Figure out where you want to publish your blog post. If you’re writing a blog post for a class assignment your prof will have the website ready for you. But if you’re interested in testing out blogging independent of a class assignment, you’ll likely find yourself unsure of where to go. You’ll want to prepare a “pitch” for starters. Decide on what you want to write about, and from there look for an appropriate site to approach. Keep your eyes open for websites looking for writers (i.e. Women in Archaeology recently mentioned they were looking for contributors and Mx. Moireabh is looking for submissions to their blog on the value of undergrad friendships). When you approach a site you want to pitch your post to, make sure you have a small paragraph written describing a) what you would like to write about, and b) how it would fit in well with their website. Also, if you’re present on social media, don’t be afraid to talk about your interest in writing a blog post – you never know who will see it and invite you to contribute to their blog!

Plan a goal for the length of your post. To be honest, I have yet to find any agreement on a good post length. There has been some study of it, which I flexibly try to adhere to. Any longer than seven minutes to read and your audience will start skimming and not fully reading, but everyone’s reading speed varies so I wouldn’t set this rule in stone. You want your post to be long enough to share the information while short enough to not lose attention. One site found that when a blog post is around 1600 words it’s read thoroughly. But longer posts tended to be shared more. If you’re writing for a class assignment or for a specific website, they’ll likely have the guidelines set out for you. If not, my own personal rule is aim for around 700-900 words for a shorter post, 1200-1500 words for a longer post (with a lot of flexibility). This point in my post is 1060 words.

Screencap writing a blog
The typical state of my screen while writing – tabs open for sources, PDFs of articles open, and a folder where I collect all my sources

Do your research. You want your post to be accurate and well-informed. Just like any research paper, you want to make sure you’ve done the proper research to be able to confidently speak about the topic. You want the references to support what you’re saying and what point you’re trying to get across. And if it’s a side-topic you’re interested in pursuing, you’ll want the additional knowledge anyways!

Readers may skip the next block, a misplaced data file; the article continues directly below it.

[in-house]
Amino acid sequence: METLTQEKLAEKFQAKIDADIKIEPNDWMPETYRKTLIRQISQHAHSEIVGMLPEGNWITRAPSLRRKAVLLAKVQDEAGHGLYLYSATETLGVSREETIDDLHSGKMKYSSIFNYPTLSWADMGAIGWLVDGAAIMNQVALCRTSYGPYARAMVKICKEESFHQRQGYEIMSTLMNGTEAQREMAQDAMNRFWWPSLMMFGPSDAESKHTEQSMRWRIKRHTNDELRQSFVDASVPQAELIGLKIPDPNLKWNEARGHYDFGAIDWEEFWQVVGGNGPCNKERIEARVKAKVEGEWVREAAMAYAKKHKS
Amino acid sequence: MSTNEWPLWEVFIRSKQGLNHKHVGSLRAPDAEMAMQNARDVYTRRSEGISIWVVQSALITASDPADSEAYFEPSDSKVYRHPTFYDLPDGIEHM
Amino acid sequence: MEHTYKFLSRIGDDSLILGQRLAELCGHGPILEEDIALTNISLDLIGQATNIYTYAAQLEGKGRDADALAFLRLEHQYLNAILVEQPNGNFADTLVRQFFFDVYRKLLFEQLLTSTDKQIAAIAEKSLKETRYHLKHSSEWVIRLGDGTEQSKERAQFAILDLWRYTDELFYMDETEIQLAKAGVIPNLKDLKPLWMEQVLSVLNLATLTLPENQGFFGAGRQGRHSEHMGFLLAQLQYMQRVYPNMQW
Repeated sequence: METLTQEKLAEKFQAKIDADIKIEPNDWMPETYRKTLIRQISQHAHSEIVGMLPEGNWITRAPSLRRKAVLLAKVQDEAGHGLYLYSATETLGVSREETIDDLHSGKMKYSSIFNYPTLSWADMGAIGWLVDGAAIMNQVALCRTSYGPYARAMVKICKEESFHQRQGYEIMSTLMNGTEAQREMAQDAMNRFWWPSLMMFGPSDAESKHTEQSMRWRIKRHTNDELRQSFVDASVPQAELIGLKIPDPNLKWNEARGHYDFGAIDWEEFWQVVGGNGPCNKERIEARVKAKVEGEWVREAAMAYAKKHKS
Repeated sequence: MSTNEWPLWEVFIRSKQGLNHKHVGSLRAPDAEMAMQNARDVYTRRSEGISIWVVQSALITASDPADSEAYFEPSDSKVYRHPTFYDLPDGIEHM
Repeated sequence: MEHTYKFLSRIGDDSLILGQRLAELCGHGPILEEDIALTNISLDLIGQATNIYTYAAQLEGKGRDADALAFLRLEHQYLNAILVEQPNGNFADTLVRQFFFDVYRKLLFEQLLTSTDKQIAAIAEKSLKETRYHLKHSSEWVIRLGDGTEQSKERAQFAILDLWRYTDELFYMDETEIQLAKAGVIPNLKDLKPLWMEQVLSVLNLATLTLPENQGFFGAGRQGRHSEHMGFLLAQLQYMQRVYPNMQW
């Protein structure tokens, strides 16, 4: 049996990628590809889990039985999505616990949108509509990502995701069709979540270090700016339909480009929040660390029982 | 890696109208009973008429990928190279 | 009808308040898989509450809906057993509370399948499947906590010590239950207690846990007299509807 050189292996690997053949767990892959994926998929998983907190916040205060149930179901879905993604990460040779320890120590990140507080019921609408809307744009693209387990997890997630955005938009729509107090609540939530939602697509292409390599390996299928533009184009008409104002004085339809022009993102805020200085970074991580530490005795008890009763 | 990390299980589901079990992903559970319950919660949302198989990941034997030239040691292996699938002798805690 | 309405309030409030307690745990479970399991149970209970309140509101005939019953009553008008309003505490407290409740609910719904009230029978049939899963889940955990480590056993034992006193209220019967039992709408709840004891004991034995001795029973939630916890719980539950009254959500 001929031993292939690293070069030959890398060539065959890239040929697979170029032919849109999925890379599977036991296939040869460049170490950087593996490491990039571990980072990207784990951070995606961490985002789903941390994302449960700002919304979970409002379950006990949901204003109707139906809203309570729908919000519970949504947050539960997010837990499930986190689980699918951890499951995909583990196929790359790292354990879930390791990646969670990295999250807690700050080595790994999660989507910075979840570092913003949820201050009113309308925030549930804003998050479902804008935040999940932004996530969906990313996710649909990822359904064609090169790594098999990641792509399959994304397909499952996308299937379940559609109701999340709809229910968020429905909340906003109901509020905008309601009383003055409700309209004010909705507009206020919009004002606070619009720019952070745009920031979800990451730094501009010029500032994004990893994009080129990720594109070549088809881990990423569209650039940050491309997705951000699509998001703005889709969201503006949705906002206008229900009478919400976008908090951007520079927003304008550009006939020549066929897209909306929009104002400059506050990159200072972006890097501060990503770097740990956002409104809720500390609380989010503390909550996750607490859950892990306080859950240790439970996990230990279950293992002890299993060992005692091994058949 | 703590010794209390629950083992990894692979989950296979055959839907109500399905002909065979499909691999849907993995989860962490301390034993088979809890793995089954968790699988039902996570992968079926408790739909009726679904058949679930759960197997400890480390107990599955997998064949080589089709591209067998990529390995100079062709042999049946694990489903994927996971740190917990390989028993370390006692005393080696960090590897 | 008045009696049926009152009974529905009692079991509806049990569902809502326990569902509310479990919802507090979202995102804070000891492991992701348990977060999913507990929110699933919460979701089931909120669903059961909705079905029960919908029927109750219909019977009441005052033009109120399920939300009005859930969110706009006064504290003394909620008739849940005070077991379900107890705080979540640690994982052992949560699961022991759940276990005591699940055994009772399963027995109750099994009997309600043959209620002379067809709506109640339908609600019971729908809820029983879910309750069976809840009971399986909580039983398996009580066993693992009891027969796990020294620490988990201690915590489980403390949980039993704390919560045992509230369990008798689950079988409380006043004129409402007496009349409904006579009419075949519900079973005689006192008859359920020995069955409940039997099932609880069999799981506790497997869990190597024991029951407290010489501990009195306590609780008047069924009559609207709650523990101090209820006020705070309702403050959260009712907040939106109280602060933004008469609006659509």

Include your references. Hyperlinks to websites or articles you’re referencing are awesome, but if you don’t have a hyperlink make sure you include the references at the bottom of your post. You want your audience to see that you’ve done your research and trust you know what you’re saying.

Ian Malcom
Ian Malcolm your images – even if you have permission to include them, is it appropriate to? (Source: GIPHY)

Images are great. Images are a fantastic way to break up the text and provide examples for what you’re trying to say. As I’ve already mentioned, make sure you have proper permissions and give proper credit for images. Include captions describing your images. Also, consider the sensitivity of your images and the effects they may have on your readers, even if you have permission to include them (I call it “Ian Malcoming”).

Edit, then edit again. Editing is your friend. It helps get rid of embarrassing typos and it helps you avoid awkward, difficult to read sentences. It also helps you shorten your posts. If you’re a wordy person like me, editing helps prevent a long, rambling post full of repeating statements.

Know that writing a blog post can take a while. And there’s nothing wrong with that! It takes time to gather the research and write it out. Editing takes time. Finding the images to go along with it takes time. Finding your voice and writing style takes time. If I’m lucky I can get a post written in a day, if I have no interruptions. Take your time and make sure you’re happy with the finished product (but embrace the never-perfect attitude – there will always be room for improvement and that’s completely ok! Growth comes from recognizing where and how you could improve).

There you have it. An unsolicited guide on writing an archaeology blog post (though to be honest this seems to be fairly general and applicable to a lot of fiends). If you have any questions about anything, don’t hesitate to send them my way! Also, I’m totally open to pitches, from first-timers and those who have written posts before. If it’s your first time, I’d be really happy to work together on getting your post published!

Good luck with your venture into the wonderful world of blogging!